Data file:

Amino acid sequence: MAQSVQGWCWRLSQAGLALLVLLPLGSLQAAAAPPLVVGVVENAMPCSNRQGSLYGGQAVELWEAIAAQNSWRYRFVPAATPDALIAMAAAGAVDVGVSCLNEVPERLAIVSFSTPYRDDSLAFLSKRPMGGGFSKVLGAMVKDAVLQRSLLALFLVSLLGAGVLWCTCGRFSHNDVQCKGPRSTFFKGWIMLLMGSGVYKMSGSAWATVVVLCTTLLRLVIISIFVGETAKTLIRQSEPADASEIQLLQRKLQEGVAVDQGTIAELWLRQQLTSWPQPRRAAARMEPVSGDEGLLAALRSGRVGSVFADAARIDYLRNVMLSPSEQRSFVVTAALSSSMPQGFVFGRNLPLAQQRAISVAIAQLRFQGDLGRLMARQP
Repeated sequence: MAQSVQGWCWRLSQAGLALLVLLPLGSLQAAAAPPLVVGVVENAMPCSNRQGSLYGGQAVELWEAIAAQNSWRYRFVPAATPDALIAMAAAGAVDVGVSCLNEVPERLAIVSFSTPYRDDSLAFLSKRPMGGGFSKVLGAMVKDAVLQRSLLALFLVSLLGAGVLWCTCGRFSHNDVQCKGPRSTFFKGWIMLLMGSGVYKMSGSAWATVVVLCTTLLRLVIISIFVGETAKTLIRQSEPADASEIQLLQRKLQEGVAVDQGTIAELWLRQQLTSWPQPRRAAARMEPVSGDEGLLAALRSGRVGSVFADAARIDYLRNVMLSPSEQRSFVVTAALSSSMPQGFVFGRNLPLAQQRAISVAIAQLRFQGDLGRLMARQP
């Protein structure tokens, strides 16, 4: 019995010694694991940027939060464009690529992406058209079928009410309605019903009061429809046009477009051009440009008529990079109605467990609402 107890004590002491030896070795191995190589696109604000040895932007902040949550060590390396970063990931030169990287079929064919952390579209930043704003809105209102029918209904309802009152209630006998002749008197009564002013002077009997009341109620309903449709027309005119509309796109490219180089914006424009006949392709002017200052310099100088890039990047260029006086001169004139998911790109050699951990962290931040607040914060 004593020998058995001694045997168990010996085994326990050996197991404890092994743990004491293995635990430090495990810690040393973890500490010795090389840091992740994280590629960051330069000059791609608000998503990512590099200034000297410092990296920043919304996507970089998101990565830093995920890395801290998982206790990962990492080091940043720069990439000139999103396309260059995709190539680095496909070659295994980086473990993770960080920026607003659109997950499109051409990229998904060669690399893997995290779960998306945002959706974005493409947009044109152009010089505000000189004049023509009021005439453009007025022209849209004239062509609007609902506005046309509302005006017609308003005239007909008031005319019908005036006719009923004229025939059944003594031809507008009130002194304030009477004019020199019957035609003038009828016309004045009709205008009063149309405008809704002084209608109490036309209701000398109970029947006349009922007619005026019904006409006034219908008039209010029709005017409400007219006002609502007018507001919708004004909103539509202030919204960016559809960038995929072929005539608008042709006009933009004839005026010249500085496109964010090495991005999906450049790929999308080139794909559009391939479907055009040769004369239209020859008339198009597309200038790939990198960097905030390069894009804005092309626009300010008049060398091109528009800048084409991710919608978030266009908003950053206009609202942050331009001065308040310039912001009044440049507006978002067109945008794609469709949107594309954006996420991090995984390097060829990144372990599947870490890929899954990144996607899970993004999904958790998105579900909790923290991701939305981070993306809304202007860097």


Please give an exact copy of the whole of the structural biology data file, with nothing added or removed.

Amino acid sequence: MAQSVQGWCWRLSQAGLALLVLLPLGSLQAAAAPPLVVGVVENAMPCSNRQGSLYGGQAVELWEAIAAQNSWRYRFVPAATPDALIAMAAAGAVDVGVSCLNEVPERLAIVSFSTPYRDDSLAFLSKRPMGGGFSKVLGAMVKDAVLQRSLLALFLVSLLGAGVLWCTCGRFSHNDVQCKGPRSTFFKGWIMLLMGSGVYKMSGSAWATVVVLCTTLLRLVIISIFVGETAKTLIRQSEPADASEIQLLQRKLQEGVAVDQGTIAELWLRQQLTSWPQPRRAAARMEPVSGDEGLLAALRSGRVGSVFADAARIDYLRNVMLSPSEQRSFVVTAALSSSMPQGFVFGRNLPLAQQRAISVAIAQLRFQGDLGRLMARQP
Repeated sequence: MAQSVQGWCWRLSQAGLALLVLLPLGSLQAAAAPPLVVGVVENAMPCSNRQGSLYGGQAVELWEAIAAQNSWRYRFVPAATPDALIAMAAAGAVDVGVSCLNEVPERLAIVSFSTPYRDDSLAFLSKRPMGGGFSKVLGAMVKDAVLQRSLLALFLVSLLGAGVLWCTCGRFSHNDVQCKGPRSTFFKGWIMLLMGSGVYKMSGSAWATVVVLCTTLLRLVIISIFVGETAKTLIRQSEPADASEIQLLQRKLQEGVAVDQGTIAELWLRQQLTSWPQPRRAAARMEPVSGDEGLLAALRSGRVGSVFADAARIDYLRNVMLSPSEQRSFVVTAALSSSMPQGFVFGRNLPLAQQRAISVAIAQLRFQGDLGRLMARQP
């Protein structure tokens, strides 16, 4: 019995010694694991940027939060464009690529992406058209079928009410309605019903009061429809046009477009051009440009008529990079109605467990609402 107890004590002491030896070795191995190589696109604000040895932007902040949550060590390396970063990931030169990287079929064919952390579209930043704003809105209102029918209904309802009152209630006998002749008197009564002013002077009997009341109620309903449709027309005119509309796109490219180089914006424009006949392709002017200052310099100088890039990047260029006086001169004139998911790109050699951990962290931040607040914060 004593020998058995001694045997168990010996085994326990050996197991404890092994743990004491293995635990430090495990810690040393973890500490010795090389840091992740994280590629960051330069000059791609608000998503990512590099200034000297410092990296920043919304996507970089998101990565830093995920890395801290998982206790990962990492080091940043720069990439000139999103396309260059995709190539680095496909070659295994980086473990993770960080920026607003659109997950499109051409990229998904060669690399893997995290779960998306945002959706974005493409947009044109152009010089505000000189004049023509009021005439453009007025022209849209004239062509609007609902506005046309509302005006017609308003005239007909008031005319019908005036006719009923004229025939059944003594031809507008009130002194304030009477004019020199019957035609003038009828016309004045009709205008009063149309405008809704002084209608109490036309209701000398109970029947006349009922007619005026019904006409006034219908008039209010029709005017409400007219006002609502007018507001919708004004909103539509202030919204960016559809960038995929072929005539608008042709006009933009004839005026010249500085496109964010090495991005999906450049790929999308080139794909559009391939479907055009040769004369239209020859008339198009597309200038790939990198960097905030390069894009804005092309626009300010008049060398091109528009800048084409991710919608978030266009908003950053206009609202942050331009001065308040310039912001009044440049507006978002067109945008794609469709949107594309954006996420991090995984390097060829990144372990599947870490890929899954990144996607899970993004999904958790998105579900909790923290991701939305981070993306809304202007860097």